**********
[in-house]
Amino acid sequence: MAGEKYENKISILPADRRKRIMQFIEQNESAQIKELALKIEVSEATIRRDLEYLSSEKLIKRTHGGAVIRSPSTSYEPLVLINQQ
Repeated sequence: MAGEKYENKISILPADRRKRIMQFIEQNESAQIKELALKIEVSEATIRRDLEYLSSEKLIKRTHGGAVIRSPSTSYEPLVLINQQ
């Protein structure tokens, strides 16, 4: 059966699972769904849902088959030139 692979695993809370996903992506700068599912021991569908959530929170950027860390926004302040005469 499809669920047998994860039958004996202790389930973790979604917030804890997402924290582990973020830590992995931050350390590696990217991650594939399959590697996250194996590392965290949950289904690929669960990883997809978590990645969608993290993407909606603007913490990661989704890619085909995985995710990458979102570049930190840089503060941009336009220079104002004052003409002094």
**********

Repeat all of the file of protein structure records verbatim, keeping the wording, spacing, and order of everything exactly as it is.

[in-house]
Amino acid sequence: MAGEKYENKISILPADRRKRIMQFIEQNESAQIKELALKIEVSEATIRRDLEYLSSEKLIKRTHGGAVIRSPSTSYEPLVLINQQ
Repeated sequence: MAGEKYENKISILPADRRKRIMQFIEQNESAQIKELALKIEVSEATIRRDLEYLSSEKLIKRTHGGAVIRSPSTSYEPLVLINQQ
């Protein structure tokens, strides 16, 4: 059966699972769904849902088959030139 692979695993809370996903992506700068599912021991569908959530929170950027860390926004302040005469 499809669920047998994860039958004996202790389930973790979604917030804890997402924290582990973020830590992995931050350390590696990217991650594939399959590697996250194996590392965290949950289904690929669960990883997809978590990645969608993290993407909606603007913490990661989704890619085909995985995710990458979102570049930190840089503060941009336009220079104002004052003409002094």